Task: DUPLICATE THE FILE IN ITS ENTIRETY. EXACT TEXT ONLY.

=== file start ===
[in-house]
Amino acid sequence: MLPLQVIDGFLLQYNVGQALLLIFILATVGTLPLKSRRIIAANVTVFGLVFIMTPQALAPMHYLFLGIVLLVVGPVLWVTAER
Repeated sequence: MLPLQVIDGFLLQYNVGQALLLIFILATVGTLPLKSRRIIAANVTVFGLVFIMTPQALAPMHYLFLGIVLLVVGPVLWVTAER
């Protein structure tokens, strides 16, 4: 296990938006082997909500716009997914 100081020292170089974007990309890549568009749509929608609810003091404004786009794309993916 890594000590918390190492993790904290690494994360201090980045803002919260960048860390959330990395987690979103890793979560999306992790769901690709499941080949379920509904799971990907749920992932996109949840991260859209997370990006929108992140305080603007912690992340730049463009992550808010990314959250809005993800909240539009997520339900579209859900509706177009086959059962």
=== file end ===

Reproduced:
[in-house]
Amino acid sequence: MLPLQVIDGFLLQYNVGQALLLIFILATVGTLPLKSRRIIAANVTVFGLVFIMTPQALAPMHYLFLGIVLLVVGPVLWVTAER
Repeated sequence: MLPLQVIDGFLLQYNVGQALLLIFILATVGTLPLKSRRIIAANVTVFGLVFIMTPQALAPMHYLFLGIVLLVVGPVLWVTAER
């Protein structure tokens, strides 16, 4: 296990938006082997909500716009997914 100081020292170089974007990309890549568009749509929608609810003091404004786009794309993916 890594000590918390190492993790904290690494994360201090980045803002919260960048860390959330990395987690979103890793979560999306992790769901690709499941080949379920509904799971990907749920992932996109949840991260859209997370990006929108992140305080603007912690992340730049463009992550808010990314959250809005993800909240539009997520339900579209859900509706177009086959059962």